George Lynch reveals that his instrumental album originally intended to be Lynch Mob record

George Lynch reveals that his instrumental album originally intended to be Lynch Mob record

Lynch Mob, KXM, Sweet & Lynch, The End Machine and former Dokken guitarist George Lynch was recently interviewed by Marcelo Vieira for the Brazilian website Marcelo Vieira Music.

Back in the summer of 2021, Lynch released his first instrumental album titled Seamless via Rat Pak Records. Lynch was asked when he started planning the release of an instrumental record to which he replied (as transcribed in English by Marcelo Vieira):

“About two years ago, I started writing an album with Jimmy D’Anda that I thought would be a Lynch Mob album. We wrote some songs and started sending it to different vocalists like Oni Logan, Robert Mason, and Andrew Freeman and none of them were really excited; they felt the songs were confusing for vocal application and therefore there was no way to write lyrics for them. So, I put the whole album aside and went to do other things.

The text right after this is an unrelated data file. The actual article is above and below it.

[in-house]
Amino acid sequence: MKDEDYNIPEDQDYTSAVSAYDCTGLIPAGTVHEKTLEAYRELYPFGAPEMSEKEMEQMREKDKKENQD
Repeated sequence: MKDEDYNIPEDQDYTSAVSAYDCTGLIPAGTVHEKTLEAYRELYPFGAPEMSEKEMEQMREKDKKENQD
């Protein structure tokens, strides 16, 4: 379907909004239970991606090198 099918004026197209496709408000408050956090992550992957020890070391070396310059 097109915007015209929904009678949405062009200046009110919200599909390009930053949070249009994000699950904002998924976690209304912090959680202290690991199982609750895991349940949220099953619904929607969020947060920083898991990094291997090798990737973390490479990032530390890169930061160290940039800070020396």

After a while, the label [Rat Pak Records] suggested, “How about turning this album into an instrumental album?” At first, I declined the idea because these songs weren’t written to be instrumental. But then, in the end, they convinced me to try, and I tried, and I enjoyed trying. Eventually, I concluded: “Yeah, it works.” I think the instrumental format worked for most of the songs; not for all. Some of them still sound like songs with missing vocals to me. [Laughs.] But the bulk of the album I think was interesting, fun, and full of curious twists. So, there’s a lot of variety in it. It doesn’t sound like I plugged in the guitar one day and just improvised over the rhythms. [Laughs.]”

In terms of how long the process took for the album Seamless, Lynch indicated: “I would say about a month and a half of real work time if we put it all together. The initial writing with Jimmy lasted a week. I spent two weeks writing alone. And Jimmy came back and re-recorded the drums, and the bass player recorded the bass, which is a week each. And then I turned the songs into instrumentals, which took at least another week, leaving room for another week to mix.”

You can read part of Marcelo Vieira‘s interview with George Lynch at Marcelo Vieira Music‘s website.

George Lynch‘s “Death By A Thousand Licks” audio: